Lashana Lynch is to play Bob Marley's wife in a new biopic.
The 'No Time To Die' star - who portrayed MI6 agent Nomi in the James Bond motion picture - is said to be in line to take on the role of Rita Marley in the as-yet untitled film for Paramount.
Sources have told Deadline that there was a lengthy search to find the right actress for the part, and movie bosses were keen to find someone with Jamaican descent. While Lynch was born in London, her family is from Jamaica.
Rita and the Marley family are said to have given their blessing to Lynch being cast in the film.
Kingsley Ben-Adir is set to portray the legendary singer in the movie, which will be helmed by 'King Richard' director Reinaldo Marcus Green and produced by Rita and her and Bob's son Ziggy, and daughter Cedella Marley.
Bob tragically died of cancer in 1981 at the age of 36, but he is widely considered one of the pioneers of reggae music.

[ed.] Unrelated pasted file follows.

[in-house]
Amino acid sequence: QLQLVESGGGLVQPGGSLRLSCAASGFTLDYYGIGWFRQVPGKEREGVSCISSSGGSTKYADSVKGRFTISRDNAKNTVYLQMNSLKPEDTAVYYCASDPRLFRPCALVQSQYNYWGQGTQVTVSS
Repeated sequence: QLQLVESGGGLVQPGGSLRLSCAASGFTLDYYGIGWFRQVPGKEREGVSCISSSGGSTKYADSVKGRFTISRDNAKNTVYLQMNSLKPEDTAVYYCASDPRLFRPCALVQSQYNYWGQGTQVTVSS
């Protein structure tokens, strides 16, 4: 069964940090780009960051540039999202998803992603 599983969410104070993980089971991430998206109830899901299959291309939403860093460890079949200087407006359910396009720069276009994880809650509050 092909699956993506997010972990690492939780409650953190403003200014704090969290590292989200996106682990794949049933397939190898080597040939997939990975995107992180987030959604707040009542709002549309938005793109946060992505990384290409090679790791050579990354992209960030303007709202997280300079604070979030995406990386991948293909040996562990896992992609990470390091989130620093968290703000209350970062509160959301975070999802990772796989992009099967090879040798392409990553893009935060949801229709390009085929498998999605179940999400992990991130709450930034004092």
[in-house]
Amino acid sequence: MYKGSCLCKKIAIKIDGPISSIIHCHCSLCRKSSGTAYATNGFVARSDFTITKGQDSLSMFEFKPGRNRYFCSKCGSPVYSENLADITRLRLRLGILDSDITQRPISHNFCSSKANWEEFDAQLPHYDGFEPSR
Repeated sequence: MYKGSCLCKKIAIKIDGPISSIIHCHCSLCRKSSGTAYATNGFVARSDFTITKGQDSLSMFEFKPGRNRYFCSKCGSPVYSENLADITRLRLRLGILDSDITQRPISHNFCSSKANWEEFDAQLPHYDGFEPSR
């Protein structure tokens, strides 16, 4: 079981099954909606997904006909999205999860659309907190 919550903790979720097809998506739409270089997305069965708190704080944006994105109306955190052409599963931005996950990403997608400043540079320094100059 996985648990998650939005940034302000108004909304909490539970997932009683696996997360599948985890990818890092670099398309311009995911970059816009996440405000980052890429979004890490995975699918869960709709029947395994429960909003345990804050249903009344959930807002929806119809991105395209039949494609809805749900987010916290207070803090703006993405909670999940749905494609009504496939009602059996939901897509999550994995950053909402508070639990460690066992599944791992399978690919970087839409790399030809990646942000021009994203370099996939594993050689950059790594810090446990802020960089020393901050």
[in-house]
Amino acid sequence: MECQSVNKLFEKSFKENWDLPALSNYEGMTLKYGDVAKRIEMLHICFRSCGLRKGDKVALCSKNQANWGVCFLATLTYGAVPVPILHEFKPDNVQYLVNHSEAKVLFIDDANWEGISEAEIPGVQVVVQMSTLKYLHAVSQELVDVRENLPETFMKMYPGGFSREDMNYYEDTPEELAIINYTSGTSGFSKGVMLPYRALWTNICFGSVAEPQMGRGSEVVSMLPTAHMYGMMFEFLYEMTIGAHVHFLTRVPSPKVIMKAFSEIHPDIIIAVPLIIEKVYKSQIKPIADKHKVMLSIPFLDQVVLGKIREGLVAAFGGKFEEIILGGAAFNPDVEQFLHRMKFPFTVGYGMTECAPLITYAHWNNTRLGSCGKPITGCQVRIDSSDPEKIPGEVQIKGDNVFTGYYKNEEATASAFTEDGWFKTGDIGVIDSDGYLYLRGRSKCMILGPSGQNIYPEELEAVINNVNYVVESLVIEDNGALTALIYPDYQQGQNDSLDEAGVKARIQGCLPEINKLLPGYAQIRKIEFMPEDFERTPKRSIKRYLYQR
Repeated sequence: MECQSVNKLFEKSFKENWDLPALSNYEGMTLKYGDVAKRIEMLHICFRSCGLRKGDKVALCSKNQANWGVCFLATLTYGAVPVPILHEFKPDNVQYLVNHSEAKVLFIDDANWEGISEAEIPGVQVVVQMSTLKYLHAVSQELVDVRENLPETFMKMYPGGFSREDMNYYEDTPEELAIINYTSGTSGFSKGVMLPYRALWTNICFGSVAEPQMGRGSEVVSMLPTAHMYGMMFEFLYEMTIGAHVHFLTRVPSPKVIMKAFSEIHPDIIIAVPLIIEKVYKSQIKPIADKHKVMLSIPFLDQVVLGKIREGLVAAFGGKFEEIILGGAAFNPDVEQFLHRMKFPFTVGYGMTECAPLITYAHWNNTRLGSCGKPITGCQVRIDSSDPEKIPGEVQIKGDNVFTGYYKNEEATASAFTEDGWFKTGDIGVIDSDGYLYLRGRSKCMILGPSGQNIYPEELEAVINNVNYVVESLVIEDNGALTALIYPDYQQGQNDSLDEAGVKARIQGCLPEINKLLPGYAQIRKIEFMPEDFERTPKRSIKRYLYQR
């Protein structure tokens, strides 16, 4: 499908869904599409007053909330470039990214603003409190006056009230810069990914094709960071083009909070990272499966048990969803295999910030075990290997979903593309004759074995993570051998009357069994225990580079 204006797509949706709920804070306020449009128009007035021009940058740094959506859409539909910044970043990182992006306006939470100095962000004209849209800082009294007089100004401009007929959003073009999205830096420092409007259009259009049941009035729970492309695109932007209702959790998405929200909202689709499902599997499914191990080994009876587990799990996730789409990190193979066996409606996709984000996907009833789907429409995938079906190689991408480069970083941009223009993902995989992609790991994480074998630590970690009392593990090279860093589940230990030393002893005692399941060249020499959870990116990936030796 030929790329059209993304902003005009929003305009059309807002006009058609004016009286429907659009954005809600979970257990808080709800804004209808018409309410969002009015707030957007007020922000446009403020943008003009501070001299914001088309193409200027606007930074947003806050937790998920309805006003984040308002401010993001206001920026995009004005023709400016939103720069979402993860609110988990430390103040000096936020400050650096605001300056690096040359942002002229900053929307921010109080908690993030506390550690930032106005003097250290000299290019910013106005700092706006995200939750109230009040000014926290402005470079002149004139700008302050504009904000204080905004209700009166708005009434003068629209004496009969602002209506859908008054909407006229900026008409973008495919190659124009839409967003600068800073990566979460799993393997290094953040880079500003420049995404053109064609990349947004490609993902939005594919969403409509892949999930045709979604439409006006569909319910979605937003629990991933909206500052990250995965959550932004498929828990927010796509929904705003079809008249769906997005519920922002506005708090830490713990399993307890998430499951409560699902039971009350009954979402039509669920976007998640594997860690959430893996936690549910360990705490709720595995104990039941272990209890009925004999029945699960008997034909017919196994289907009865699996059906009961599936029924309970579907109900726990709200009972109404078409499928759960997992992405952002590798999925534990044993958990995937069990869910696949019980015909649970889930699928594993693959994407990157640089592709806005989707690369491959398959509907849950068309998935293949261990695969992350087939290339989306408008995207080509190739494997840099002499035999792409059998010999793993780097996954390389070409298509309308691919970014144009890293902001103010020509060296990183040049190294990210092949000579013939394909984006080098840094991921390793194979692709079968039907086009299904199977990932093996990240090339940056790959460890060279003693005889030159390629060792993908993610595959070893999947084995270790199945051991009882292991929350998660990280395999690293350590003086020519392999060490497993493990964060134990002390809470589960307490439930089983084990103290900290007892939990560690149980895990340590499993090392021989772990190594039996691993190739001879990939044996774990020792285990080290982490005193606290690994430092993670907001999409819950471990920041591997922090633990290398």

The late star had 11 children with seven different partners, and Ziggy, 51, previously admitted his mother Rita, 76, Bob's widow, treated them all like her own.
He said: "Some people didn't approve of Bob seeing other women while he was married to my mother, but I didn't know too much about it, so it never bothered me. I know that my mother didn't like it, but she wasn't the kind of person to be vindictive or jealous.
"As far as she was concerned, Damian [whose mother is Cindy Breakspeare, a former Miss World] was Bob's child and all of Bob's children were her children too."
While Bob was known as the king of chill, Ziggy previously admitted his father could be a tough parent because he was aware of the "danger" of life in Jamaica.
He said: "Growing up in Jamaica in the 1970s could be dangerous. There were guns everywhere. But as a kid the danger felt exciting. Every day was an adventure. I did not understand the seriousness of the situation. There were times when my father would tell me not to play on the street because he wanted to keep me safe. If I disobeyed him, he would give me a spanking.
"People think Bob was laid back about everything, but he was tough when it came to discipline.
"That is a traditional type of Caribbean parenting - old-school. Kids grow up very differently today."